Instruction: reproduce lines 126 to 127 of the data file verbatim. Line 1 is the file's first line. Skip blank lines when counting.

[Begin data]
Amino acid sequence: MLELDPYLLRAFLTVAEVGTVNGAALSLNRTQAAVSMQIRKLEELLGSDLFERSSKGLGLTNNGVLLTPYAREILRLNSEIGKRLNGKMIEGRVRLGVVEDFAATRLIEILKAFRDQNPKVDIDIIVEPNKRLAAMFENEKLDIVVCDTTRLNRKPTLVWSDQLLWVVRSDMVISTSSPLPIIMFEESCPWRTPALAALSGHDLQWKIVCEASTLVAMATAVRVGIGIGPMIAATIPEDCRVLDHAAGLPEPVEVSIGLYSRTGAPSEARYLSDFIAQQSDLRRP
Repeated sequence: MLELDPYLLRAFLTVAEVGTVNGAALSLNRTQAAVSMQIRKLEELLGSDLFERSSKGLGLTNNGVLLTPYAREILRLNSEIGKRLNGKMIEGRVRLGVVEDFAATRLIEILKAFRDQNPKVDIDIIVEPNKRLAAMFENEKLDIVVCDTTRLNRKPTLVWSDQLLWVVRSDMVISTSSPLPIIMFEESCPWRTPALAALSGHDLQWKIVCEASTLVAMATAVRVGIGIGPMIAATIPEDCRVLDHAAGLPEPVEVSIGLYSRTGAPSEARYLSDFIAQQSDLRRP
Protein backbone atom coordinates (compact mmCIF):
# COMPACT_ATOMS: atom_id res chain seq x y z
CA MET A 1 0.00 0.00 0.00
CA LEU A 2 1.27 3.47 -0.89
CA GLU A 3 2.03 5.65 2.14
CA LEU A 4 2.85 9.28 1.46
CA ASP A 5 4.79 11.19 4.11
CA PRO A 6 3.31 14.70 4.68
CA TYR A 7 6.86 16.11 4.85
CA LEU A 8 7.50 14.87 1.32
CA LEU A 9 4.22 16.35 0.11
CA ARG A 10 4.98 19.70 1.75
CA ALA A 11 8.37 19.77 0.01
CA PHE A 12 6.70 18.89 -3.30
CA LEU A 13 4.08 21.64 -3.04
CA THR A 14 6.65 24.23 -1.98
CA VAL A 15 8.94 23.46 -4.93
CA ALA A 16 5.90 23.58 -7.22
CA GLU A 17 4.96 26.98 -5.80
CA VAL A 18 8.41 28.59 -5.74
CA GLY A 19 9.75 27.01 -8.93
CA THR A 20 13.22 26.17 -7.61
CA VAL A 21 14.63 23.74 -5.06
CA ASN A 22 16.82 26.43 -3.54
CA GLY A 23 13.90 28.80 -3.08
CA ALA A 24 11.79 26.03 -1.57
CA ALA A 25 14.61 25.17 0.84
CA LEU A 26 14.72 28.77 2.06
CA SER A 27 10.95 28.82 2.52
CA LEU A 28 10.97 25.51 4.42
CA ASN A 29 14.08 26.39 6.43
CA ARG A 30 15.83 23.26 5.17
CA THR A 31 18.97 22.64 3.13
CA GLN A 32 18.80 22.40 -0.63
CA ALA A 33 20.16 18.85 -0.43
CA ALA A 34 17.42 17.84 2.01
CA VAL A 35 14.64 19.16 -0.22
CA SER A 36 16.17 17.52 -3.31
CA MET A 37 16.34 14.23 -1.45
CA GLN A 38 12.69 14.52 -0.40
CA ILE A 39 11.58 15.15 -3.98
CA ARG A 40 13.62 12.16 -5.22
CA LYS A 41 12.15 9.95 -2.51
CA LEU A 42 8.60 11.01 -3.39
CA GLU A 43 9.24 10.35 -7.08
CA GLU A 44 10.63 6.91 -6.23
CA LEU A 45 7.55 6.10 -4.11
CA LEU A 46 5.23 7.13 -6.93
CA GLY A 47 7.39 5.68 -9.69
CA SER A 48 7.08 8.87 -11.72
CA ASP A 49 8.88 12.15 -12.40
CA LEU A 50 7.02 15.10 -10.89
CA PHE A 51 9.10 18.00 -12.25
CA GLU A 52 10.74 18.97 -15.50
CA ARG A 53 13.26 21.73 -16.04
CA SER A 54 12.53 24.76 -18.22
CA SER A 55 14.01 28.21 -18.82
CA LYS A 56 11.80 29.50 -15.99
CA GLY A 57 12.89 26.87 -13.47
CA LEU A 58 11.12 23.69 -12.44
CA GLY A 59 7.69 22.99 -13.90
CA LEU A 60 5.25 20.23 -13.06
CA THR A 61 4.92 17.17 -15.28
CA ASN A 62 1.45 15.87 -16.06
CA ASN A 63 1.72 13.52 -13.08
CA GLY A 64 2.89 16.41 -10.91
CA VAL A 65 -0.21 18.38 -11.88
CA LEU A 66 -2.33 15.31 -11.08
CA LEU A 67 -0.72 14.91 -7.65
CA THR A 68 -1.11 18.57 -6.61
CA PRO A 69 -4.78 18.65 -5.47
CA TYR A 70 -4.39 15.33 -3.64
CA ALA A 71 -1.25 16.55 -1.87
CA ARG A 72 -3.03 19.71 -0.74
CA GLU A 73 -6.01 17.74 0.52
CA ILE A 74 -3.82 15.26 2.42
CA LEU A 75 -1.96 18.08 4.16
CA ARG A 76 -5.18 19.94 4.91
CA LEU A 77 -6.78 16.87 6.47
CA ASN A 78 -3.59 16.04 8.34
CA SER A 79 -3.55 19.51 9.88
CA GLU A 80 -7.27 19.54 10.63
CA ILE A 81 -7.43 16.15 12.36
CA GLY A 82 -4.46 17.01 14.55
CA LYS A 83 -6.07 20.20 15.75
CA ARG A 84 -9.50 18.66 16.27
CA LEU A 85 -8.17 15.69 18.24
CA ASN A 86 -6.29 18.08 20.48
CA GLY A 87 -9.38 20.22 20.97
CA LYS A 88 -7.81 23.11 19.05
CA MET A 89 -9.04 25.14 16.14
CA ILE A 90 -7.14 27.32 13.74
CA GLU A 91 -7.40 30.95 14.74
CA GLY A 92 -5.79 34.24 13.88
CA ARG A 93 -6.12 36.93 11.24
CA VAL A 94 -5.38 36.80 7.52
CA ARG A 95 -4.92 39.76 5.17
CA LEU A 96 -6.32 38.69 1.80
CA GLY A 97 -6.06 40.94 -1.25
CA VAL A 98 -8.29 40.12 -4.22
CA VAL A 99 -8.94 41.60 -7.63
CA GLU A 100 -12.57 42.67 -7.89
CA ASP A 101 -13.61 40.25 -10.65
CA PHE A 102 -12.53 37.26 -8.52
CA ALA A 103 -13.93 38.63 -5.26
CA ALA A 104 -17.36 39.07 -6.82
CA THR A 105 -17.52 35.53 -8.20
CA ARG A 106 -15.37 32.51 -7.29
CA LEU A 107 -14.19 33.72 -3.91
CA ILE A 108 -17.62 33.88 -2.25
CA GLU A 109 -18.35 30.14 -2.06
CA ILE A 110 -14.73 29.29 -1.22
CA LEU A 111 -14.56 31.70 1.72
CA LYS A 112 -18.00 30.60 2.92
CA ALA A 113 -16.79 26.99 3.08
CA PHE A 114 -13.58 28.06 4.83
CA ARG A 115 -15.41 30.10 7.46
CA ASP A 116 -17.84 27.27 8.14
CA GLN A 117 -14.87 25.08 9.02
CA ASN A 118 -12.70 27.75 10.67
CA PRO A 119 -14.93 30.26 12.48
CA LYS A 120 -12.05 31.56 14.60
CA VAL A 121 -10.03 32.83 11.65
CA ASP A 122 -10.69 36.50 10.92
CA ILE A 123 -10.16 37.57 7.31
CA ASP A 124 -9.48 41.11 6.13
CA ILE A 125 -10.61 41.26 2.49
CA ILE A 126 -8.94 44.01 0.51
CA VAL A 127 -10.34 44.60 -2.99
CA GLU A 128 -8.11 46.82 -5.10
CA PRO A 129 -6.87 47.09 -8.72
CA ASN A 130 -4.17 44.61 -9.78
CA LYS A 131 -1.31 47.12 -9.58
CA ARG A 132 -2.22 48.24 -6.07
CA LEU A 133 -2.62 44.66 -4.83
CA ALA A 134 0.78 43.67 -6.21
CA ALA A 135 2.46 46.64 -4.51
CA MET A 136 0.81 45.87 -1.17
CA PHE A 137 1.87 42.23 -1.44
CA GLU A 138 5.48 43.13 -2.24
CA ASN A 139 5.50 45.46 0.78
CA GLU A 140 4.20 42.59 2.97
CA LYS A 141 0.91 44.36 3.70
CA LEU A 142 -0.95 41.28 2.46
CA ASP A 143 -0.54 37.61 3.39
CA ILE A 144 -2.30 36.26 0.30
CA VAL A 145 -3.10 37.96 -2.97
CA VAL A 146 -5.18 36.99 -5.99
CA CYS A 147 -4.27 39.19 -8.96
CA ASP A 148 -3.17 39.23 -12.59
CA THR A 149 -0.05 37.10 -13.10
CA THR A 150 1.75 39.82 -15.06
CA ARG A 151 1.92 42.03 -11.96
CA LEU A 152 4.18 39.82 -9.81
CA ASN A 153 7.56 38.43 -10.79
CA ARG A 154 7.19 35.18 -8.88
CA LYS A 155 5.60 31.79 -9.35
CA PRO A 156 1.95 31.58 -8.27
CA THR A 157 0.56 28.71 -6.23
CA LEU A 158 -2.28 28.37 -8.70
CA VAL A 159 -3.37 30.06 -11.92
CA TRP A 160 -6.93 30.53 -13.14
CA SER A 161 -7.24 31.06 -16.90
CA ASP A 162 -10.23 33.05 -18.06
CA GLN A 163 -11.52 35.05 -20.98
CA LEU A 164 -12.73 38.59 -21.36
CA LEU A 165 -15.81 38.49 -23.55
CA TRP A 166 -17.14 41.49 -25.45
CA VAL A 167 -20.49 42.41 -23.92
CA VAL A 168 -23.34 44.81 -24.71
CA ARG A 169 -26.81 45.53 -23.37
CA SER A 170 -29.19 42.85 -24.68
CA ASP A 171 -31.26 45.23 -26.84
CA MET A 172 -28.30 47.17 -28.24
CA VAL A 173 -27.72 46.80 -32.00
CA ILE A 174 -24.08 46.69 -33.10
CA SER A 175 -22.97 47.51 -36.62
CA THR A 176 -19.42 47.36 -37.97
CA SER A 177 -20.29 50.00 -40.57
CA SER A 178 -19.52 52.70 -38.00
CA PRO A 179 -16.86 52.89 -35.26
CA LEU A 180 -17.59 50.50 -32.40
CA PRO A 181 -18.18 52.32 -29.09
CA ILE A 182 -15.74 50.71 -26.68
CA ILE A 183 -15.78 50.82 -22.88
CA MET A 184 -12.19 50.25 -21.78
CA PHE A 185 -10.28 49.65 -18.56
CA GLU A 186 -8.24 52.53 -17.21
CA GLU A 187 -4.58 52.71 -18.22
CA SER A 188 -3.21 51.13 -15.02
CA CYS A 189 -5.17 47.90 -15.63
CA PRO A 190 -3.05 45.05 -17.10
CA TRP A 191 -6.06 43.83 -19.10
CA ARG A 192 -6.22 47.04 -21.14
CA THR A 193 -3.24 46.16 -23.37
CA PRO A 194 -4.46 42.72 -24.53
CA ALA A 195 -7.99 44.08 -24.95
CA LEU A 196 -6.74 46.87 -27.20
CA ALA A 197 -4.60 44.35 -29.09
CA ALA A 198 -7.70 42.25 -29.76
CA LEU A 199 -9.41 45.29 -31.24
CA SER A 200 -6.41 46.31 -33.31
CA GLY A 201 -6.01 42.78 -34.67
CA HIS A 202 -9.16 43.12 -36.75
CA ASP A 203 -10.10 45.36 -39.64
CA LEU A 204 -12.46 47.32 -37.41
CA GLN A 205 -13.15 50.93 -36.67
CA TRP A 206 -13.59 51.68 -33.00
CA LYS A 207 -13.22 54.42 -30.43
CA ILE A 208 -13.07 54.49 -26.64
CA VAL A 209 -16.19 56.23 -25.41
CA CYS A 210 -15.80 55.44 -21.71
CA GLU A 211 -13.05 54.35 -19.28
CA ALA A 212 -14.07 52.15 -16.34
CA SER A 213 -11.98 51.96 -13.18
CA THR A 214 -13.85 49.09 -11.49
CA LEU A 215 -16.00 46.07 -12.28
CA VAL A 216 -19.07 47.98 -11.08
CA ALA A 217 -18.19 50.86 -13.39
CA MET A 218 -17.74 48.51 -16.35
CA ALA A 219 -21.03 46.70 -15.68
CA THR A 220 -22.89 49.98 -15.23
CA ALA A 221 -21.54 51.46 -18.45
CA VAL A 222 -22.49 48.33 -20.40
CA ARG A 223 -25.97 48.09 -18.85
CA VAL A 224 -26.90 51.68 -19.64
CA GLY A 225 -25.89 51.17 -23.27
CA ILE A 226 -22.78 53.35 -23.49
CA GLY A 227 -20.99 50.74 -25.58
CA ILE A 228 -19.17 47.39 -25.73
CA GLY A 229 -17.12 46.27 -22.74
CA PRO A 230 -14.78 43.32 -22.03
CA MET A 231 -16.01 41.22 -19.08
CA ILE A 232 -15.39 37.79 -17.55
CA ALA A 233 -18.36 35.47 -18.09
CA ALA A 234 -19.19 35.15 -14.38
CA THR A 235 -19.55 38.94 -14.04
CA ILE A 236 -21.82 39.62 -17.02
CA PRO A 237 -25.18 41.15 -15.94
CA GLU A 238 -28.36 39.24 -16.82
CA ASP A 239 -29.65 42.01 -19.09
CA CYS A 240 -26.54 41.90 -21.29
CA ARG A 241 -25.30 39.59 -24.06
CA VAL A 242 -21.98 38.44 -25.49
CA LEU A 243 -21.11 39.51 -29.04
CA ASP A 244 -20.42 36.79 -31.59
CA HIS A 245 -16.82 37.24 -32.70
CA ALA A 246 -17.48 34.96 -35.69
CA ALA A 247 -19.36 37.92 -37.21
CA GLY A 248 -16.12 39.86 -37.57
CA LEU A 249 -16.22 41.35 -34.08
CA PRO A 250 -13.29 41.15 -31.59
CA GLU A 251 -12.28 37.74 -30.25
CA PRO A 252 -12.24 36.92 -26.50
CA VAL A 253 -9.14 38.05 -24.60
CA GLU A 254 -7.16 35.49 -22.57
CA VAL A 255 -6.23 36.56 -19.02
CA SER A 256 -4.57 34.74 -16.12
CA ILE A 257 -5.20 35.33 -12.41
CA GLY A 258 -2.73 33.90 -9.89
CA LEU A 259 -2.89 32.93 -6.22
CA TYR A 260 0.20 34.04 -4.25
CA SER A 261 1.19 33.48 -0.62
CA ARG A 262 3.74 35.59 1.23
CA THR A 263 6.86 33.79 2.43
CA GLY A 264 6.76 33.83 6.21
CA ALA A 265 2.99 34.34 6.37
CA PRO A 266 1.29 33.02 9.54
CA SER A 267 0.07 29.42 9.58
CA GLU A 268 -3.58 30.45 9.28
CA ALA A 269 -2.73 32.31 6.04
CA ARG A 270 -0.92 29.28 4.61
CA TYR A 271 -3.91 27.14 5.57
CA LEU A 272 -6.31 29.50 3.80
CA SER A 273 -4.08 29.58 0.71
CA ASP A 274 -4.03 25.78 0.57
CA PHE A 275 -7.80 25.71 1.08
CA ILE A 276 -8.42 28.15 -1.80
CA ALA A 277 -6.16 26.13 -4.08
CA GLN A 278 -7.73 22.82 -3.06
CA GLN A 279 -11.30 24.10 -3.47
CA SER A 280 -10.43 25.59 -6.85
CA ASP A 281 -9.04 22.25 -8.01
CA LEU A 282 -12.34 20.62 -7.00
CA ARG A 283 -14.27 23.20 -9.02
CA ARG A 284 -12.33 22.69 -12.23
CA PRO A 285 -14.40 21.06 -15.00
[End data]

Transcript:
CA ASP A 122 -10.69 36.50 10.92
CA ILE A 123 -10.16 37.57 7.31